1. The warden (Apr-2008) - It was a vacation in Uttarakhand. We planned to cover Corbett, Nainital and Binsar in 6 days flat. And who better to ensure that we covered it all than Mr LDP. Mr LDP would probably find it easy to land a job as a hostel warden or a jailor.
Weirdness quotient: He kept a close tab on the time we spent at each place. Take this: He took us to the golf course in Ranikhet, gave us 30 minutes to enjoy the unending lawn and did not mince words when we turned up all of 5 mins late. And the reason we took 5 extra minutes? Because we had to walk the 500 metres from where he was supposed to wait for us to the place he was actually parked.

2. The highly mobile (Feb-2012) - On a vacation in Shimla, Kullu and Manali, we had the pleasure of his company. A small guy with a big car, that's the best way to describe him. He was on the phone most of the time that he was not driving and sometimes even while he was driving. He must have recharged currency on his phone atleast 10 times during the 7 day sojourn.
Weirdness quotient: Whenever he had to stop, instead of looking for a space of the left side of the road (the side on which he was driving), he would cut right across, head on into the oncoming traffic and park on the right side. While we did find it scary the first couple of times, we gave in, assuming that this was the way of the hills. It was on the way back from Manali to Chandigarh, just before Mandi, while we were counting the miles before we had to part ways with the beautiful Beas and get back to concrete jungle. On our request to stop at an available shoulder to tend to the little one, he swerved right at a sharp left turn and managed to crash into a car that was overtaking us from the right (highly illegal, but hey! they were locals and we were tourists!).
His diminutive outlook belied a steely resolve. He held off 7 hardened locals, negotiating for 3 hours and finally drawing an out-of-court settlement, which he valiantly brought down from 25K to 7K!

3. Rajasthan Royals (Oct-2012): If you want to be treated like Rajasthani royalty, Mr MD has to be your driver! A strapping 6+ foot, 60+ year old, Mr MD was from the camel herders community. Immaculately draped in a pachrangi (five coloured) turban, with a clean white dhoti and kurta, he was straight out of the 1900's.
Weirdness quotient: He refused to drink tea/coffee, replacing it with extreme quantities of chaanch (butter milk). While it definitely helps keep the body cool in the desert heat, it also induces drowsiness. The road from Jodhpur to Osiyan (65 kms) is a single road, passing through typical desert wilderness, pitch dark at 8:30 PM with hardly any traffic and numerous detours owing to road constructions. If this does not get you worried enough, imagine the two glasses of chaanch consumed with dinner an hour before slowly working its effect on the driver, who is your only hope of deliverance. There is nothing scarier than watching your driver driving with eyes half closed, nodding off every now and then, refusing your offerings of the last drops of precious water to wash his face and his only attempt at keeping himself awake was to open the window and thrust his head outside into the cold desert breeze!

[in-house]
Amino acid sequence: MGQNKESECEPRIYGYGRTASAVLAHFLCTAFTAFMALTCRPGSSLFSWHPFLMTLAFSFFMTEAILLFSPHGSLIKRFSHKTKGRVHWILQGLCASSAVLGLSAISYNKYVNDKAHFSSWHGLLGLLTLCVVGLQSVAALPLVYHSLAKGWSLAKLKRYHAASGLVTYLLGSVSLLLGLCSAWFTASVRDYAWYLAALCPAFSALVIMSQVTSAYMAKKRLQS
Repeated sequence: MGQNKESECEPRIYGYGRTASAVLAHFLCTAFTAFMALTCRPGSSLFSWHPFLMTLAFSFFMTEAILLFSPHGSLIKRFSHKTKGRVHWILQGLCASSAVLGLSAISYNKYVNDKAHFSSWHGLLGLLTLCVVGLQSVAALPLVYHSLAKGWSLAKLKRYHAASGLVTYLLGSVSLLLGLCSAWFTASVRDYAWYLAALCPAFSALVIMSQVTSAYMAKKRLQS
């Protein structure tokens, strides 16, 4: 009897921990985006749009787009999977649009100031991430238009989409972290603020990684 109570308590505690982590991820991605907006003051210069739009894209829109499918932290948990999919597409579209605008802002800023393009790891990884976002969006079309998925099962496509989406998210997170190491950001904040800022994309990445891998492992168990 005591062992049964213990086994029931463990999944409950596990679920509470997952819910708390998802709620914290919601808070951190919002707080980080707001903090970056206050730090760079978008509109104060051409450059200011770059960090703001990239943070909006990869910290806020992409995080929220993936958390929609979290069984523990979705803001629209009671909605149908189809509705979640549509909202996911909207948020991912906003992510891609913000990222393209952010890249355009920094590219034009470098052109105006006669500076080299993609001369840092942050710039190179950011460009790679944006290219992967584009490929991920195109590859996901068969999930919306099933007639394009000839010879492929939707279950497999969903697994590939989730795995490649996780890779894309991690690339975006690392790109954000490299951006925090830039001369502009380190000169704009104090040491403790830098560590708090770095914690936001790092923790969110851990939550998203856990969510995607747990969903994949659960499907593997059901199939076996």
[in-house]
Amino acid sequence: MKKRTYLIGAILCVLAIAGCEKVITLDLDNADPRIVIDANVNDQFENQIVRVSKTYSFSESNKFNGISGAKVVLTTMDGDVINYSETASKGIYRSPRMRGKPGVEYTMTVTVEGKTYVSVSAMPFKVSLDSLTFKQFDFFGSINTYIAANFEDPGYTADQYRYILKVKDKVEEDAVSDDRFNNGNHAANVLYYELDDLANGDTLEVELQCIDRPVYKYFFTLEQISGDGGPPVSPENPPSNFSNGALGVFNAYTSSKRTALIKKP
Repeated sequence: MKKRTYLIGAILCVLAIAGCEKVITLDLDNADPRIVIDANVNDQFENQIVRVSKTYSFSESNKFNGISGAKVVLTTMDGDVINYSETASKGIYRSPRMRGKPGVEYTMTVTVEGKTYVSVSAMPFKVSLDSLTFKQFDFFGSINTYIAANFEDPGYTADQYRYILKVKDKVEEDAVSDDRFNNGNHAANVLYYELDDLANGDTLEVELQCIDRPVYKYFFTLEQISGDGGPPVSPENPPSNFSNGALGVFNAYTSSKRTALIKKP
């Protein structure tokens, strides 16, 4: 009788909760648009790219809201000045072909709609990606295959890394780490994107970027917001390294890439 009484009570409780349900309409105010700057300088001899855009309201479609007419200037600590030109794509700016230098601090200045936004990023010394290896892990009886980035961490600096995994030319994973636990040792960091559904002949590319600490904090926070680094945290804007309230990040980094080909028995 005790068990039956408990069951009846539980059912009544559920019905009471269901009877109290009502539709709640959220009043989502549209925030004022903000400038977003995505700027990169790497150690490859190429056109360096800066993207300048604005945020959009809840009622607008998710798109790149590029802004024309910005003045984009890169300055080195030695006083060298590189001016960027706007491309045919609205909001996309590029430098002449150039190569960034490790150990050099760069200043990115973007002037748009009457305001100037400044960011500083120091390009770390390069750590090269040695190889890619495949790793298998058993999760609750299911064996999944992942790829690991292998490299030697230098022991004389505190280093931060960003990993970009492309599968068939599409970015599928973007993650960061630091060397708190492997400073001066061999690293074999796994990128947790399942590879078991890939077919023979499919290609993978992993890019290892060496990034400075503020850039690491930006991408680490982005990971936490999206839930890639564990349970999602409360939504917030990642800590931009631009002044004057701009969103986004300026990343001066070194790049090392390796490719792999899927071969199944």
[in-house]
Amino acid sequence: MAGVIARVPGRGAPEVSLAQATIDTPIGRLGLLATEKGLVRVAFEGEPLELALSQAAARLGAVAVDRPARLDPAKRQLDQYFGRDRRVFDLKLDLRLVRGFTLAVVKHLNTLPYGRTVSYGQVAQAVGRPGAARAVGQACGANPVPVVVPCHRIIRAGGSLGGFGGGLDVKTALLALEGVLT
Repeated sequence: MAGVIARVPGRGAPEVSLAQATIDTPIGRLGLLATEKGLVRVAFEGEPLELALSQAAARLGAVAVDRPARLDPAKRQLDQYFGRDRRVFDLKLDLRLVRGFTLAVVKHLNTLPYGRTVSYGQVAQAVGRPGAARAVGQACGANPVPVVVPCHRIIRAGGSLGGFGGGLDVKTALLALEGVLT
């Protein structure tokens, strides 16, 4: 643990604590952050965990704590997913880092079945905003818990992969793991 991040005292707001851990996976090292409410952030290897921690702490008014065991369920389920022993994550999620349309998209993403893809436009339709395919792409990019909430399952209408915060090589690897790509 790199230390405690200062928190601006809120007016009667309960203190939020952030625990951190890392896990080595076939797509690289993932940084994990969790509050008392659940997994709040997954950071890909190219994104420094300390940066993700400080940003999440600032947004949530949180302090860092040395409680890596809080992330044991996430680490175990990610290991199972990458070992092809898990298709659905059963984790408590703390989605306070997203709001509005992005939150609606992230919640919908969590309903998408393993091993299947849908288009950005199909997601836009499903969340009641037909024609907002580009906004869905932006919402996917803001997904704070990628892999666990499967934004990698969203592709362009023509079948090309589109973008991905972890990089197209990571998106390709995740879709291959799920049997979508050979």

4. The one who did not know about Kachori's (Oct-2013): Then there was the driver in Kerala, who did not know what a Kachori is!!! Do you believe it???
Weirdness quotient: He did not know what Kachori was. Do you need more???

Sunset at Binsar, Uttarakhand

This one from one of our earliest vacations in the Kumaon region. It was a cold summer (yes, cold summer) evening in Binsar. We walked about 2 km's from the KMVN guest house where we were staying, lost our way a couple of times and still made it in time to watch the sun playing pee-ka-boo with the clouds before calling it a day.
The haze formed a thin veil over the sun, smoothening out the rays of the setting sun and covering the sky in concentric circles, each a different shade of orange.

Binsar is a forest area about 25 km from Almora town in the Kumaon region of Uttarakhand.

This one for Skywatch Friday this week! Have a good weekend :)

Backwater cruise in the Vembanad lake!

Go to Kerala and not do a backwater cruise? Well, thats exactly what we planned to for 2 reasons: Firstly, the backwater cruise is what everyone who goes to Kerala does. Secondly, being imprisoned with a hyperactive 5 year old on a narrow country boat for 8 hours was not our idea of an ideal vacation.

Having covered most of what Fort Kochi had to offer on day one, we were at a loss of what to do on day two. After a lot of deliberation, we booked ourselves on a 6 hour backwater cruise with Destination Holidays. The itinerary was simple: pickup from the hotel at 8, cruise till 4 and then a drop back to the hotel.